We some

we are explaining these things to you too much in our own way: we will open the Holy Bible, and you shall hear them explained in God's way—in the very words of the blessed Volume itself.” “Many souls, now beyond the reach of temptation and trial,” says a divine of our Church, “have been led to God by the instrumentality of the written Word alone, unaided by human comments, or human teaching: and however man, in the pride of his vaunted wisdom, or rather of his matchless ignorance, may pronounce the revealed Word of God too deep for the unlearned, and too obscure for the young, and too complicated for the simple, on that great and coming day, when all hearts shall be laid open, and all histories told, God will prove before assembled worlds, that, infinite in wisdom, he well knew, without the aid of man, how to speak to the heart and to the soul of the poorest, weakest, most degraded of the sons of fallen Adam.”

We desire, however, to guard against being misunderstood, as if we were utterly opposed to the method adverted to. On the contrary, we know too well its value not to avail ourselves of its aid, when used under certain restrictions. Pleased and interested, we never fail to be, while seated alone-for we do not like the present fashion of display, either for our pupils or ourselves—before a group of lively children-their countenances glowing with animation and delight-we adopt this attractive method of imparting instruction. None can enjoy such a season more than we do; and none can be greater advocates than ourselves, for oral teaching. We do, nevertheless, decidedly object to it as the basis of our system of educating If we regard education to be not so much the imparting of a certain amount of knowledge, as the formation of such habits as shall enable the individual, during the whole of his after-life, to acquire it for himself—if our pupils are to gain habits of industry, perseverance, humility, and patience—then must we object to the unrestricted use of a system which conveys information without study, almost without effort on the part of the pupil. It is certain that learning-real learning, we meanmis labour, and not play; and we confess we like to see the young frequently learning—that is, labouring for themselves—and we think, moreover, the sooner they know how much depends upon this, as regards both mental improvement and the formation of character, the better. The instructor may explain, direct, and teach, but the pupil himself must learn; and that is the skilful instructor who can so guide the youthful intellect as to enable it to learn by its own exertions. In our girls' day-schools, for the lower orders, it is difficult to remedy this defect of the child's not being sufficiently trained to the habit of private and individual application; although we believe something might be done by well-qualified Teachers, desirous of consulting the benefit of the child, rather than the display of the class.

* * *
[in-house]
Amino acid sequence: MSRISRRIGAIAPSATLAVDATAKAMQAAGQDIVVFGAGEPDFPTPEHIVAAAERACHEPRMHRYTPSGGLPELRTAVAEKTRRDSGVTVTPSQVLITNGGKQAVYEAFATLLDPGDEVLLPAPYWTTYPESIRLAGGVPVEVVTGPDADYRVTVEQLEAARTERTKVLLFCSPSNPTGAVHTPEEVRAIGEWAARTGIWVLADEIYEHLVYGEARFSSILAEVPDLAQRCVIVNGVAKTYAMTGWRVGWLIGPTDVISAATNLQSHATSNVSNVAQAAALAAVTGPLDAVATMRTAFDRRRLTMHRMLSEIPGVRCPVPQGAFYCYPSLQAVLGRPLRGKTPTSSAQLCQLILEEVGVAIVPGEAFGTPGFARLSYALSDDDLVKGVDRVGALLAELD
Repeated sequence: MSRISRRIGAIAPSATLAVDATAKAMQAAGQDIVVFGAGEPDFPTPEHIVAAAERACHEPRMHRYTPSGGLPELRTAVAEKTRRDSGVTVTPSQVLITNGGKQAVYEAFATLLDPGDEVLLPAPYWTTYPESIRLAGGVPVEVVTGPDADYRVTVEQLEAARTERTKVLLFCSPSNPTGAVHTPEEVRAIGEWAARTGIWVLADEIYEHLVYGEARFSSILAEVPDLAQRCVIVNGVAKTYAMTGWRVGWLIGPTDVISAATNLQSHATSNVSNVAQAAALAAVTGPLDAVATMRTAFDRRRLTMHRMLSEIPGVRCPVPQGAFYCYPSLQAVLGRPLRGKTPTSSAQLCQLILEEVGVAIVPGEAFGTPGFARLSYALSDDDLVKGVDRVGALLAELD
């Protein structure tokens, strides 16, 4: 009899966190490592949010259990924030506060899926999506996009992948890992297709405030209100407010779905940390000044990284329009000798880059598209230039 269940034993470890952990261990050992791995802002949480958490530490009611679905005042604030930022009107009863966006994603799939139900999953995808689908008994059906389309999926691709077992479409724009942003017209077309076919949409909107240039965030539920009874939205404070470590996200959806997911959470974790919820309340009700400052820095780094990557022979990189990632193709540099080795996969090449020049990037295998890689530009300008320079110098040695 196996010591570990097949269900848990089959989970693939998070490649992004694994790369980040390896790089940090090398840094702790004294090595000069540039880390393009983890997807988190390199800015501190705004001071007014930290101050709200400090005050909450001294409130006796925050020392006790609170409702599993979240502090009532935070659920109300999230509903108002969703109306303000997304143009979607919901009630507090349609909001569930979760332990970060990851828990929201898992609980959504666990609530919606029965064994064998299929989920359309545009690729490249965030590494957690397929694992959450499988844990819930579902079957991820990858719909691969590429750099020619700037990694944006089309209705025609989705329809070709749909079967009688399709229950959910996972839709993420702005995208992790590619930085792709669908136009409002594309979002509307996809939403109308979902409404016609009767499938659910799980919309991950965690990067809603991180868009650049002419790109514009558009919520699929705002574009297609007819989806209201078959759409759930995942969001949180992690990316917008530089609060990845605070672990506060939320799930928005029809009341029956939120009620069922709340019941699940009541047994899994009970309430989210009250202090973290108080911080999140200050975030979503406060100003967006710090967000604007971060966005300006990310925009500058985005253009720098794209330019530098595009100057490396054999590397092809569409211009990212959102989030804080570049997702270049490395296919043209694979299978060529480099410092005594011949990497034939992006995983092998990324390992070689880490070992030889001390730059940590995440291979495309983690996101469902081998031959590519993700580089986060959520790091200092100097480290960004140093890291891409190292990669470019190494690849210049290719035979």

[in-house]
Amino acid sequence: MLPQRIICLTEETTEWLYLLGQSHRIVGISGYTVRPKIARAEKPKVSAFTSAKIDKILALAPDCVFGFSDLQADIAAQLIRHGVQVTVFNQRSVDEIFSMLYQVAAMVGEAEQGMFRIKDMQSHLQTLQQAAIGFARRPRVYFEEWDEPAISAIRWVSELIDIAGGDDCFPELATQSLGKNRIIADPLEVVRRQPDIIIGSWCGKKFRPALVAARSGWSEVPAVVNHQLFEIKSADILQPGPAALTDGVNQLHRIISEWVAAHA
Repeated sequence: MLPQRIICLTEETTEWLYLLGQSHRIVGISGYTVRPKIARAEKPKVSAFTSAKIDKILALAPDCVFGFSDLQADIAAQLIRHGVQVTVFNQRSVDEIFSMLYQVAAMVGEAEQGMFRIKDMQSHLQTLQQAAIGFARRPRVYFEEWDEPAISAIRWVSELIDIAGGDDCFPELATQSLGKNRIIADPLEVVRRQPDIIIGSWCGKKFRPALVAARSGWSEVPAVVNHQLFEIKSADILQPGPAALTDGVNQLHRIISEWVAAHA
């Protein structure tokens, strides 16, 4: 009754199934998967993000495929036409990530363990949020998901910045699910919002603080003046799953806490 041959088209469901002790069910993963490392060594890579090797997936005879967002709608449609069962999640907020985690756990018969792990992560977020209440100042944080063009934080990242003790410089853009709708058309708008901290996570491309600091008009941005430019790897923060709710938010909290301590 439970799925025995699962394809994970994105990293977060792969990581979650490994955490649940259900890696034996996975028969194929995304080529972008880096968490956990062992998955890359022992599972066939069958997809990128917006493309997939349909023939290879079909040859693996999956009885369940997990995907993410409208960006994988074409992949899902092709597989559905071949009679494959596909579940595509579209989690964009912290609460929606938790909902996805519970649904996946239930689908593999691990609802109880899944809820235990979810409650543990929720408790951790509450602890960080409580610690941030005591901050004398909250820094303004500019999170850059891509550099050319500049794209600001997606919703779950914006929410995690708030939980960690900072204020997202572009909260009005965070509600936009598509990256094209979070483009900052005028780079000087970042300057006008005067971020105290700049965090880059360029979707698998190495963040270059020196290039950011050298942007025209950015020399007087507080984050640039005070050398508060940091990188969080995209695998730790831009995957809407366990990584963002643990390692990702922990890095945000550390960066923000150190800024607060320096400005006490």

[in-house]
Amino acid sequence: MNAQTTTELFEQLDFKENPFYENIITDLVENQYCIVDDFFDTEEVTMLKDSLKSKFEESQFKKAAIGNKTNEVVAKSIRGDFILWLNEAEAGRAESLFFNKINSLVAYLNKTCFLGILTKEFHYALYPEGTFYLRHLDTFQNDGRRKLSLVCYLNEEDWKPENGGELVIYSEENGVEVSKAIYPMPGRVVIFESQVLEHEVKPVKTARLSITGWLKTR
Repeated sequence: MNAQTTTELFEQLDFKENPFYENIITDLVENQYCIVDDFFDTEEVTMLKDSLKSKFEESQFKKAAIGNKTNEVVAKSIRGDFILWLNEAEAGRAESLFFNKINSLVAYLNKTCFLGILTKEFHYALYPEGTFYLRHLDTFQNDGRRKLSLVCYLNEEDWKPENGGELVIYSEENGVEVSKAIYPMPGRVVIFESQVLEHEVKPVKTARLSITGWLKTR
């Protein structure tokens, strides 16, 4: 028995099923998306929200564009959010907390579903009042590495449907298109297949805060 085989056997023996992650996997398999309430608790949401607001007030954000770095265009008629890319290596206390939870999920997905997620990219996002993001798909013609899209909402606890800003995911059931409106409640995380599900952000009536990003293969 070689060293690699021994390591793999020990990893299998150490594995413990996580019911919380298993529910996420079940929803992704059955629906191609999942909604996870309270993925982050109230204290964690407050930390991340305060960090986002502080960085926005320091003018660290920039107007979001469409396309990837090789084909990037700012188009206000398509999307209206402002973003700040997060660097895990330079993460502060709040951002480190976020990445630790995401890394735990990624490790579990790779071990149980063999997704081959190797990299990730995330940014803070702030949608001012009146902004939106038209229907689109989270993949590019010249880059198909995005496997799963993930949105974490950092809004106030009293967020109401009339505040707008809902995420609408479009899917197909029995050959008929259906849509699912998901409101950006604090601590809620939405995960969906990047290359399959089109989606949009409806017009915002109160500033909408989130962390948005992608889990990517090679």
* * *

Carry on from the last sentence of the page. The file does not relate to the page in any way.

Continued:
LESSON I.

“Consider the wondrous works of God.”-JOB xxxvii. 14.

THE SUN AND THE EARTH.

Children, I am going, to-day, to teach you a little about the sun and the earth. To know even a little of the wonderful works of God is very delightful ; and, what is better still, this kind of knowledge is very profitable. Why? Can

any
of

you tell me why this kind of knowledge is good for us?

Yes; I heard a right answer. A girl in Class R. said, “ It makes us remember God.” And so it does ; she was quite right. This kind of knowledge, if we use it aright, helps us to think more and more of the power, wisdom, and goodness of Him who made all things. You know that our Lord Jesus, though he was once seen as a man here on our earth, was God as well as man. Jesus Christ is himself that great God who created all things, as we read in the first chapter of St. John, third

verse, All things were made by him ; and without him was not any thing made that was made.”

Do you remember any other text which tells us that all things were created by the Lord Jesus Christ? him were all things created, that are in heaven, and that are in earth.” (Col. i. 16.) I think you will all be able to answer the first question which I have written down

“By